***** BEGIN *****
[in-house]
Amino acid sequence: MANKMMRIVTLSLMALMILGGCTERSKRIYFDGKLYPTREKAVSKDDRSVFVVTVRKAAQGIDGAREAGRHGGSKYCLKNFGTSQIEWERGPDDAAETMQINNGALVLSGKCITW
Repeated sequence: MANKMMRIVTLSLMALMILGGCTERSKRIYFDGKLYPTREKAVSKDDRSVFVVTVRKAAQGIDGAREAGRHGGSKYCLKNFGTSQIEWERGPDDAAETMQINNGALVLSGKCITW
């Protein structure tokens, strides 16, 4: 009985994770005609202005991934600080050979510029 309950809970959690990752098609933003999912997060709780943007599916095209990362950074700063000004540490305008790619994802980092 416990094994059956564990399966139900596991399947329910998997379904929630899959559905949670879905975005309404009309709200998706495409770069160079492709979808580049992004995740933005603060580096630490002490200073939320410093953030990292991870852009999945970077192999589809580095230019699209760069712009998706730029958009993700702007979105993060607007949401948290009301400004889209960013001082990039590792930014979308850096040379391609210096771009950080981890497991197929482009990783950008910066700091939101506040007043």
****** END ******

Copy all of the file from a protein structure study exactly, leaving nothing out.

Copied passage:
[in-house]
Amino acid sequence: MANKMMRIVTLSLMALMILGGCTERSKRIYFDGKLYPTREKAVSKDDRSVFVVTVRKAAQGIDGAREAGRHGGSKYCLKNFGTSQIEWERGPDDAAETMQINNGALVLSGKCITW
Repeated sequence: MANKMMRIVTLSLMALMILGGCTERSKRIYFDGKLYPTREKAVSKDDRSVFVVTVRKAAQGIDGAREAGRHGGSKYCLKNFGTSQIEWERGPDDAAETMQINNGALVLSGKCITW
């Protein structure tokens, strides 16, 4: 009985994770005609202005991934600080050979510029 309950809970959690990752098609933003999912997060709780943007599916095209990362950074700063000004540490305008790619994802980092 416990094994059956564990399966139900596991399947329910998997379904929630899959559905949670879905975005309404009309709200998706495409770069160079492709979808580049992004995740933005603060580096630490002490200073939320410093953030990292991870852009999945970077192999589809580095230019699209760069712009998706730029958009993700702007979105993060607007949401948290009301400004889209960013001082990039590792930014979308850096040379391609210096771009950080981890497991197929482009990783950008910066700091939101506040007043």